Marines at Camp Pendleton, Calif., the home base of Tony Sledd, honor him three days after he was killed in Kuwait in 2002.
David McNew / Getty Images
By Mark Thompson
July 22, 2015

“If you target Americans,” President Obama warned terrorists during a speech to the Veterans of Foreign Wars on Tuesday, “you will find no safe haven.” Like an explosive exclamation point, the Pentagon confirmed his pledge hours later, announcing that the U.S. military had killed Muhsin al-Fadhli. Thirteen years earlier, the military said, al-Fadhli played a role in the killing of Marine Lance Corporal Antonio “Tony” Sledd.

It was a lengthy wait, and one that may not bring much comfort to Sledd’s family, who complained he never should have died. But the nature of both killings—and the 4,656 days between them—highlights the unusual complications of a religion-fueled war, where traditional norms of warfare often don’t apply.

Sledd was 20 when he died on Oct. 8, 2002, on Faylaka Island, 20 miles east of Kuwait City in the Persian Gulf. He was killed by a pair of Kuwaitis who had infiltrated a U.S. military training exercise in a white truck and opened fire with their AK-47s.

Lance Corporal Antonio Sledd
USMC

Sledd’s killing has been described by some as the first American casualty of the second Iraq war. While the invasion was five months away, the Marines were practicing urban warfare on the island, readying for the conflict. The killers gunned down Sledd during a break in the training as he readied a makeshift baseball diamond, echoing the sport he played as a youngster in Hillsborough, Fla.

As bizarre as Sheed’s death was, so was the way the U.S. military killed al-Fadhli, 34: with a drone strike July 8 as he traveled by vehicle near Sarmada in northwestern Syria. It took the Pentagon two weeks to confirm his death. “Al-Fadhli was the leader of a network of veteran al-Qaeda operatives, sometimes called the Khorasan Group, who are plotting external attacks against the United States and our allies,” Navy Captain Jeff Davis, a Pentagon spokesman, said in a statement. He added that al-Fadhli also was “involved” in the 2002 attack “against U.S. Marines on Faylaka Island in Kuwait.”

While the Pentagon said al-Fadhli was “among the few” al Qaeda leaders who “received advance notification” of the 9/11 attacks before they happened, the attack on the Marines on Faylaka Island was the only U.S. death the Pentagon cited in the statement detailing al-Fadhli’s killing in which he was alleged to have played an active role.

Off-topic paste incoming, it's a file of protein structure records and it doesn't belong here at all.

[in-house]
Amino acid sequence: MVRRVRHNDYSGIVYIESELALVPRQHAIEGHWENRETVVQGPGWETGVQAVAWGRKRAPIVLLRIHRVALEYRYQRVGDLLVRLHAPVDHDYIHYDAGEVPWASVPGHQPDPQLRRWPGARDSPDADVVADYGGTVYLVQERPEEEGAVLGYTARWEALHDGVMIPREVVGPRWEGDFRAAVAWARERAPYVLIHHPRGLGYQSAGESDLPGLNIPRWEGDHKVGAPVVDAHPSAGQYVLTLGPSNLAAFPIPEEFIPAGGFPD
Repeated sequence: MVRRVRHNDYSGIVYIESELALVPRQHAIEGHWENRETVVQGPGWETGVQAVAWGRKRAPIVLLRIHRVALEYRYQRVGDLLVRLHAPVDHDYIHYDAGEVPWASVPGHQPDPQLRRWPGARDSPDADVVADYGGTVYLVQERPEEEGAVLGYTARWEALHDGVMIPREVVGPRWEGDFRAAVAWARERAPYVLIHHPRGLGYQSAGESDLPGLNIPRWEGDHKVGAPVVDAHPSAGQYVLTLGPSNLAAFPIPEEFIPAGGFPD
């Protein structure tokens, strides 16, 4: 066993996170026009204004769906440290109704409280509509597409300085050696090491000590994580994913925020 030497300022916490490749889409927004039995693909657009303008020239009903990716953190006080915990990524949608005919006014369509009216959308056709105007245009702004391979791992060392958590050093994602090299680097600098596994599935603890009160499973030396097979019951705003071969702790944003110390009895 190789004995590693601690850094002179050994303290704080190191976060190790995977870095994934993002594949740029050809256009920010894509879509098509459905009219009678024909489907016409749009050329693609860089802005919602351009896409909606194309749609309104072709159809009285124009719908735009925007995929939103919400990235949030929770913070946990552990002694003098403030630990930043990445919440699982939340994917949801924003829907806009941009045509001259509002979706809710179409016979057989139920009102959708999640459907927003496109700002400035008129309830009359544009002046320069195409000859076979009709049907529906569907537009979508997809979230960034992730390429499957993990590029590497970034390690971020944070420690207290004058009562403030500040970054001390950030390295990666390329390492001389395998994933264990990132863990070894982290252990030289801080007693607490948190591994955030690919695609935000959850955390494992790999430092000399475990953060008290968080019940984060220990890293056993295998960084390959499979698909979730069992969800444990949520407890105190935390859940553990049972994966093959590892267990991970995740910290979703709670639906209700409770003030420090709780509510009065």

Muhsin al-Fadhli
U.S. Government

Sledd was one of about 150 Marines on the island, from the 11th Marine Expeditionary Unit aboard a flotilla led by the amphibious assault ship USS Belleau Wood.

The day before the attack, some leathernecks had spotted the two Kuwaitis who they believed killed Sledd and wounded a second Marine. “We weren’t expecting trouble,” one Marine recalled. “I thought they were probably just curious about Marines.”

The next day, the Marines began their training using blanks, with armed sentries standing guard. But when there was a break in the action, Sledd’s platoon turned in their live ammo, according to Marines who were there. After shooting Sledd and wounding Lance Corporal George Simpson, 21, of Dayton, Ohio, Anas al-Kandari, 21, and his cousin, Jassem al-Hajiri, 26, suspected Islamic militants, were killed by a second group of Marines after firing on them.

An Army medevac helicopter picked up Sledd, who had been shot in the chin and stomach, within 10 minutes. “Marines can be as tough as woodpecker lips, and I thought he was going to live,” his first sergeant said after seeing him just before the rescue chopper lifted off, bound for a military hospital in Kuwait City. “He squeezed my hand as hard as any healthy Marine could do.” But he died during surgery.

“Till this day I don’t think I did enough and I want to apologize to Sledd’s family and friends,” a Marine comrade posted on a memorial website in 2009, more than six years after his death. “It was my job to bring him back and I didn’t, I’m so sorry!”

Sledd’s parents were upset that their son died amid armed Marines in an allied nation. “There’s no way civilians should have been in that area where Tony was,” Tom Sledd told the Orlando Sentinel shortly after his son’s death. “They should have been challenged and shot before they got close enough to shoot Tony…he was a good boy. He didn’t have to die so young.” His mother, Norma, agreed. “Security perimeters were not set up, and that is why he lost his life,” she said. “They murdered my son.”

Ten months later, a corps probe agreed that proper security would most likely have prevented the young Marine’s death. Sledd’s parents couldn’t be reached for comment on the Pentagon announcement of al-Fadhli’s death.

Sledd, whose fraternal twin, Mike, was serving in the corps when his brother died, sent his mother an email shortly before the attack. “Tell everyone I love them and we are doing the best we can to protect y’all’s country,” it read. “Love, Big T.”

Earlier this month, his government did its best to return the favor.

U.S. Government

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